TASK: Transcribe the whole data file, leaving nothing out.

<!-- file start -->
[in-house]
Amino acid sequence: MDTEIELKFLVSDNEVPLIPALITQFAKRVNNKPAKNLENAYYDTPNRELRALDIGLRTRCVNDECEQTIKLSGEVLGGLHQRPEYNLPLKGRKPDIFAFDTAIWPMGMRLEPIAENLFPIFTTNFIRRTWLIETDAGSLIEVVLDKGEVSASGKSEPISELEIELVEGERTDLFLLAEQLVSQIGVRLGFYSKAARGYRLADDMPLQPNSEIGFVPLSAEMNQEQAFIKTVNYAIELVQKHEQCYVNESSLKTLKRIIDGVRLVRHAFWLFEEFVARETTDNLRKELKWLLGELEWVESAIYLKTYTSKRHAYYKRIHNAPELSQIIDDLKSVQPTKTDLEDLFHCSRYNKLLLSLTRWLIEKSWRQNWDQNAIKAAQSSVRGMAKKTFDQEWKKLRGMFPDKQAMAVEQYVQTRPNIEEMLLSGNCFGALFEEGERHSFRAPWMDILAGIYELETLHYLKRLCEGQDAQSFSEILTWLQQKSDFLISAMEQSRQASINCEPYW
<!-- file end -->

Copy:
[in-house]
Amino acid sequence: MDTEIELKFLVSDNEVPLIPALITQFAKRVNNKPAKNLENAYYDTPNRELRALDIGLRTRCVNDECEQTIKLSGEVLGGLHQRPEYNLPLKGRKPDIFAFDTAIWPMGMRLEPIAENLFPIFTTNFIRRTWLIETDAGSLIEVVLDKGEVSASGKSEPISELEIELVEGERTDLFLLAEQLVSQIGVRLGFYSKAARGYRLADDMPLQPNSEIGFVPLSAEMNQEQAFIKTVNYAIELVQKHEQCYVNESSLKTLKRIIDGVRLVRHAFWLFEEFVARETTDNLRKELKWLLGELEWVESAIYLKTYTSKRHAYYKRIHNAPELSQIIDDLKSVQPTKTDLEDLFHCSRYNKLLLSLTRWLIEKSWRQNWDQNAIKAAQSSVRGMAKKTFDQEWKKLRGMFPDKQAMAVEQYVQTRPNIEEMLLSGNCFGALFEEGERHSFRAPWMDILAGIYELETLHYLKRLCEGQDAQSFSEILTWLQQKSDFLISAMEQSRQASINCEPYW